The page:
Ginza, Tokyo’s upscale shopping district, is taking a drastic approach to increasing walkability by converting its existing automobile infrastructure into pedestrian space. Ginza is generally less pedestrian-friendly than other areas of Tokyo due to its wide, busy, grid-shaped, car-friendly streets. When the streets are suitable for cars, they are necessarily hostile to people. Fortunately, this is already somewhat mitigated by closing some of the main streets to cars at weekends, leaving the wide streets open to walking; and the new Ginza project will help make the area even more pedestrian friendly.

Taking inspiration from New York’s High Line and Paris’s Coulée Verte, Ginza plans to convert an elevated two-kilometer freeway into a leafy driveway and park high above the hustle and bustle below. The park will run in a U-shape, surrounding Ginza from Yaesu to Shimbashi. This new development will add much-needed green space to an area of ​​Tokyo that can feel particularly gray and heavy with concrete. The project won’t kick off until at least the 2030s, but it will certainly help Tokyo become not only a more walkable city, but also a greener one.

The construction of this elevated park is not the only project that puts the experience of pedestrians before that of motorists. The Ginza project is made possible by another project that plans to restore one of Japan’s most important historical monuments to its original state. Just before the Tokyo Olympics in 1964, Nihonbashi, the bridge from which all distances to the capital are measured, was covered by an imposing concrete highway that crosses the river and crosses the rows of towers that line it. Now plans are underway to relocate this underground highway, reclaiming the hidden waterway for people.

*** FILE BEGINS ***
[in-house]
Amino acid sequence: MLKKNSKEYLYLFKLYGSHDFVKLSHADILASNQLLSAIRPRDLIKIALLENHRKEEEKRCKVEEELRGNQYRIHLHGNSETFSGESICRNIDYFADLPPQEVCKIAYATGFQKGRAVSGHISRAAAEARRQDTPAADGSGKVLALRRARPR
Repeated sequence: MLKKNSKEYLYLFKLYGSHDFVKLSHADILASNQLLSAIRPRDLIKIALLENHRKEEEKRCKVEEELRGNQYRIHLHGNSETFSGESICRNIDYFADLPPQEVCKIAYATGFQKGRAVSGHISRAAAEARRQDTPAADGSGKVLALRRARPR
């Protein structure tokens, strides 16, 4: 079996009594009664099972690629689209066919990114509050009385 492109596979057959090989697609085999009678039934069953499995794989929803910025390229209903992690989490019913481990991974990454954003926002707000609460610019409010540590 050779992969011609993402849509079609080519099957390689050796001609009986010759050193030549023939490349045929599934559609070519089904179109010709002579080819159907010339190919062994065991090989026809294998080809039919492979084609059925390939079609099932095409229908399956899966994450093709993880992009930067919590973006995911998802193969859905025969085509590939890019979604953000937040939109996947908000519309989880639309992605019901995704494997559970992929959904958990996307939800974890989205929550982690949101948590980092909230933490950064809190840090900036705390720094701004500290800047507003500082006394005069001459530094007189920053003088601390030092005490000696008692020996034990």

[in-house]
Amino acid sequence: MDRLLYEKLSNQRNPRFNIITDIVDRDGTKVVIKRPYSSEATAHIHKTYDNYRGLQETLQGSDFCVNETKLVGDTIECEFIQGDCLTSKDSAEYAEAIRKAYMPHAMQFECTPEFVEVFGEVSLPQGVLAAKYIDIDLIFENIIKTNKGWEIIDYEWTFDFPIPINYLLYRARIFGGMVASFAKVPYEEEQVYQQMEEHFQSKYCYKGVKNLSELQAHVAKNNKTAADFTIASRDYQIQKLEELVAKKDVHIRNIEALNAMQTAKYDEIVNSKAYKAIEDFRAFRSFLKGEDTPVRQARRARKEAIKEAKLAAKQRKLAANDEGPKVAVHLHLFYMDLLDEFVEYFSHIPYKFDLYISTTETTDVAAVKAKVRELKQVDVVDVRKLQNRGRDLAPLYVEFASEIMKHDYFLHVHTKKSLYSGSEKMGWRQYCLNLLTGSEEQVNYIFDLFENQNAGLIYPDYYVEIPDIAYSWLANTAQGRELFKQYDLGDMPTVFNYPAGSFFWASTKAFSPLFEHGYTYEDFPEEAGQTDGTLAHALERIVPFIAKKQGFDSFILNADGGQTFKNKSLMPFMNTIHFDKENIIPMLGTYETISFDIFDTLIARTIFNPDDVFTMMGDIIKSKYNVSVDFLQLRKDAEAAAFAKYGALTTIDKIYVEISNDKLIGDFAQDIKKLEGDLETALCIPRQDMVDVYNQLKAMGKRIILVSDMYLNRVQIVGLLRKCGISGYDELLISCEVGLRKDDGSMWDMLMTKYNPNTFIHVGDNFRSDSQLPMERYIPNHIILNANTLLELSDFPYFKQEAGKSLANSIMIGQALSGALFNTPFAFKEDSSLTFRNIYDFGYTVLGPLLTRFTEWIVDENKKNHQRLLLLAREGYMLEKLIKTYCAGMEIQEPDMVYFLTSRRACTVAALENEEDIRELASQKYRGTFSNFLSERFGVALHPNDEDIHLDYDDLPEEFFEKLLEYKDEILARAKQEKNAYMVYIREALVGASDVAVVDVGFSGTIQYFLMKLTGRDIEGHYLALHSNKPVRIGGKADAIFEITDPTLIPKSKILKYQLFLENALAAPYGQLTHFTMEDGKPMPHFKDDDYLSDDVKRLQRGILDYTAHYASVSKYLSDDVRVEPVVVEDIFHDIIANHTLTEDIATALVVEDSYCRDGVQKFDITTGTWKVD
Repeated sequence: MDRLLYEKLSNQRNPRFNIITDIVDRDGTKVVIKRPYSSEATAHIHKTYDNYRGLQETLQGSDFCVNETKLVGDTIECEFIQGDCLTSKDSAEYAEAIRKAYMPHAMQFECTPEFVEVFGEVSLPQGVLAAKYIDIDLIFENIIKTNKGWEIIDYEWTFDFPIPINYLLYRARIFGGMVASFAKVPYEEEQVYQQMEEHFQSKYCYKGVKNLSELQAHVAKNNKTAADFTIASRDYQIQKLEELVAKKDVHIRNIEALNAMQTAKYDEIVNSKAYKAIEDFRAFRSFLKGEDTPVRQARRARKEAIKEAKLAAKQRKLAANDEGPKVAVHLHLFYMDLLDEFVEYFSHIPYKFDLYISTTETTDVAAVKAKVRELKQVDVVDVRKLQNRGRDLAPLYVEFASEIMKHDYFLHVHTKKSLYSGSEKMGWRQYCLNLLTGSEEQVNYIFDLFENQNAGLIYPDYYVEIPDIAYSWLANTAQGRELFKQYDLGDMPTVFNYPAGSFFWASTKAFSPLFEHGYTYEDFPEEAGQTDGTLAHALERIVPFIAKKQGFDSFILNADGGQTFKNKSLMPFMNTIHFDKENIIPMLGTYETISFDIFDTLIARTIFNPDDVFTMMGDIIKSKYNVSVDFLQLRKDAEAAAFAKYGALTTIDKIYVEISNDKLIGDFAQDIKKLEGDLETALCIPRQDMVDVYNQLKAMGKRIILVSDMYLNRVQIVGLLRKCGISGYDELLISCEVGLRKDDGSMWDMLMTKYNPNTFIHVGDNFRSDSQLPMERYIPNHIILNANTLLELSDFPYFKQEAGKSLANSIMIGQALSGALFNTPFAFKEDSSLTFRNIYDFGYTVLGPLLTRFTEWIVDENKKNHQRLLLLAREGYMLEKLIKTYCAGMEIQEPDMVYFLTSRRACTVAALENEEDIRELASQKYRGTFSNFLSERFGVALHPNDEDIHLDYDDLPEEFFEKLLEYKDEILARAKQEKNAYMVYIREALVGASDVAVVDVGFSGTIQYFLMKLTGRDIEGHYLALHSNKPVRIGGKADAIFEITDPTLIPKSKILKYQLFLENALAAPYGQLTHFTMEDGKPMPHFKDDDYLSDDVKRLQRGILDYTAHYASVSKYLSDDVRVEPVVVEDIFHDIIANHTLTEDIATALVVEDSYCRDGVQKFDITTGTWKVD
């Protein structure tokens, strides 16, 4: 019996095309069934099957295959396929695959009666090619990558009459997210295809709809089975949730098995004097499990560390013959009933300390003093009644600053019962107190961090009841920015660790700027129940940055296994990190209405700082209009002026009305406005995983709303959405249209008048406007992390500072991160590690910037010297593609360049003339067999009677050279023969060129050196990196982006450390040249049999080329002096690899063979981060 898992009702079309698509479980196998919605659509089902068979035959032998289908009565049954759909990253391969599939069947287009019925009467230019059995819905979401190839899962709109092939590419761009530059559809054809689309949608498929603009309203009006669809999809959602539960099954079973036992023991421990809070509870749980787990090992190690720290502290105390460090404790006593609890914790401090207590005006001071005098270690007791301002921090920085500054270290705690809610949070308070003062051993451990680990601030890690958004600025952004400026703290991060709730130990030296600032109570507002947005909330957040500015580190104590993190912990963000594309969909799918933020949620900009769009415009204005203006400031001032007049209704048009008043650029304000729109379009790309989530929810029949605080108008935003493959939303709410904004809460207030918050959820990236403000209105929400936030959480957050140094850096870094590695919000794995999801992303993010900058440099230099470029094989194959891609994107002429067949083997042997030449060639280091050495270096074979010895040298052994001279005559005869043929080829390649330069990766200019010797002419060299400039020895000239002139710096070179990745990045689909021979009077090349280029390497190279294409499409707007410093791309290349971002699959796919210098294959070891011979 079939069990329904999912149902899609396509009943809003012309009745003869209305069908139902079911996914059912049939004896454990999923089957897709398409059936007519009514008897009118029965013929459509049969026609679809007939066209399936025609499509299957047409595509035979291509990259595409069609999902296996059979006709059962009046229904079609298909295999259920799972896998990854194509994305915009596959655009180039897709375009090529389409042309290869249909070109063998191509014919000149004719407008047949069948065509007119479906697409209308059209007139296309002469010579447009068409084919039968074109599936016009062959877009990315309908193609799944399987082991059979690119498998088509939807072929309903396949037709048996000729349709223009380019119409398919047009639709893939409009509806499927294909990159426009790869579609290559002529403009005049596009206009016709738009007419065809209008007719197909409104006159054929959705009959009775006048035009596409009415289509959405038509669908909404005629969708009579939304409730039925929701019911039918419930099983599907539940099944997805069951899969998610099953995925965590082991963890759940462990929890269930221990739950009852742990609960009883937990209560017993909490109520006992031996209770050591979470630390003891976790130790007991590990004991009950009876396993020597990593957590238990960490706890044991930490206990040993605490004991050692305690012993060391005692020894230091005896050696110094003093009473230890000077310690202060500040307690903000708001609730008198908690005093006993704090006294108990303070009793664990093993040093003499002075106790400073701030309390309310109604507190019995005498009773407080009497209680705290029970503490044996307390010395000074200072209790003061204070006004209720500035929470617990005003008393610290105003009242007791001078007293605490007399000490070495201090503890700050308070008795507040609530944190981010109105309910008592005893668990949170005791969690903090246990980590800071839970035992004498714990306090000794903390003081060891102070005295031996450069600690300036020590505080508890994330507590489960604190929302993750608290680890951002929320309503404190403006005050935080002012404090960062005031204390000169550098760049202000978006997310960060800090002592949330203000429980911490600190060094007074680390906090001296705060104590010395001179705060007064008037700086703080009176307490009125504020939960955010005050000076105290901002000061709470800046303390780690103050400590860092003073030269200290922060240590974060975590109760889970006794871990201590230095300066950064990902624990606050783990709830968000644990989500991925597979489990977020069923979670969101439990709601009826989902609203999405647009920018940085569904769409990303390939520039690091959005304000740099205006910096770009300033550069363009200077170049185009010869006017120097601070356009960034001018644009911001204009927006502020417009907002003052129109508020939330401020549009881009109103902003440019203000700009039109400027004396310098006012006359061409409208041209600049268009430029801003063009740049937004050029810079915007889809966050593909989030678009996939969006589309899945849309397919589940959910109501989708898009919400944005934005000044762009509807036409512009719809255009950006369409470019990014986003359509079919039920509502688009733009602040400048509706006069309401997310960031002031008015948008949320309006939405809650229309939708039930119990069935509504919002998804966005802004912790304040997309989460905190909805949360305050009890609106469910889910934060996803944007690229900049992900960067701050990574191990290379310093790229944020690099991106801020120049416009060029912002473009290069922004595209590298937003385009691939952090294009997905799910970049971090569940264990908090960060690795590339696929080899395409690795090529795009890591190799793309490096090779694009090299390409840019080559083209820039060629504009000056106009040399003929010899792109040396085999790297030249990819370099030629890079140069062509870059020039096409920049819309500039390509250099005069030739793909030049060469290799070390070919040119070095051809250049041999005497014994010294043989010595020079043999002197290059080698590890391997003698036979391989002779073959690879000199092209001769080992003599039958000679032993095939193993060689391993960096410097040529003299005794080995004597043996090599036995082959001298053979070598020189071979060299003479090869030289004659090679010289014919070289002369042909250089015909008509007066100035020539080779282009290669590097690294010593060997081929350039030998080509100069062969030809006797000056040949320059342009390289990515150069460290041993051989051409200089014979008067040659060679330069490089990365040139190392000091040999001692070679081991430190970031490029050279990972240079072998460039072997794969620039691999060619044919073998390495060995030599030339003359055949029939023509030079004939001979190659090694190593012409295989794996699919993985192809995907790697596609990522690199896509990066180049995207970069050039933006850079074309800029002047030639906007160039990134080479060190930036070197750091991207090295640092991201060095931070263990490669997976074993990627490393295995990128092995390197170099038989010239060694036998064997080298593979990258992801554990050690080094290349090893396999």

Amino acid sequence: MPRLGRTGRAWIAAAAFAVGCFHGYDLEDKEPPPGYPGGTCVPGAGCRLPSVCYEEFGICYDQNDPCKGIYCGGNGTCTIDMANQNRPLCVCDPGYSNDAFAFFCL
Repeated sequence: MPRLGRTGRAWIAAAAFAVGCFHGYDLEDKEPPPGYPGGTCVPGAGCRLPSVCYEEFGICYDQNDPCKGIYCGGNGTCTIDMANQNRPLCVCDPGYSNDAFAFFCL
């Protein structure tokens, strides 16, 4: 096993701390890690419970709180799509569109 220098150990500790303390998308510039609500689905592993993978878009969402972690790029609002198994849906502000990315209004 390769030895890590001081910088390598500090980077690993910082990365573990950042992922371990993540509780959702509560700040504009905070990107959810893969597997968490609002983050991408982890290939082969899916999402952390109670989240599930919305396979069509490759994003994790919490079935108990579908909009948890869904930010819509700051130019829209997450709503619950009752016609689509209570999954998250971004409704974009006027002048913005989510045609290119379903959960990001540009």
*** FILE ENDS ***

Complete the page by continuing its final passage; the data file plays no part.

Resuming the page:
The usefulness of the Nihonbashi River as a pedestrian space was destroyed by the post-war industrial boom in Japan through intoxication and industrialization.

While this winding freeway that soars high above lends the cyberpunk aesthetic that some associate with Tokyo, its oppressive structure makes the area below far less pleasant for pedestrians. The area will be developed to utilize the historically significant bridge and the currently unusable waterway. The development is expected to cost over 300 billion yen and will involve major construction work over nearly two decades that will affect many of Tokyo’s expressways, including the aforementioned Ginza Park project.

The Nihonbashi River is just one of many once bustling, human-centric waterways that were effectively destroyed by Japan’s post-war industrial boom. This included toxicity from manufacturing and human waste, industrialization in which rivers were covered by highways or railroads, and flood protection measures making rivers useless for pedestrians. In one of Hokusai’s woodcuts from his 36 Views of Mount Fuji collection, you can see Nihonbashi as a human-scale living place before it was covered in concrete and steel. Another example, the Meguro River, a now popular place for pedestrians for shopping, cherry blossom viewing and walking, has also been abandoned due to pollution and industrial contamination.

Katsushika Hokusai’s woodblock print “Nihonbashi in Edo” shows a bustling, human-centered waterway. From the series Thirty-six Views of Mount Fuji (Fugaku sanjurokkei), polychrome print; ink and color on paper.

Tokyo has become a pedestrian-friendly city through a mix of planned development and centuries-old organic growth. For it to continue progressing towards an even more walkable location, it will need to continue this method of building planned areas, while letting local business owners shape, modify and recreate spaces to suit the needs of their neighborhoods. Over-planned areas can seem barren and uninteresting, while completely unplanned areas can seem chaotic and dangerous. Overall, Tokyo has long navigated the boundary between these two extremes, having undergone more change over the past 150 years than almost any other major city. Only time will tell, however, if these major projects will allow the city to develop while maintaining its happy balance between chaotic and organized.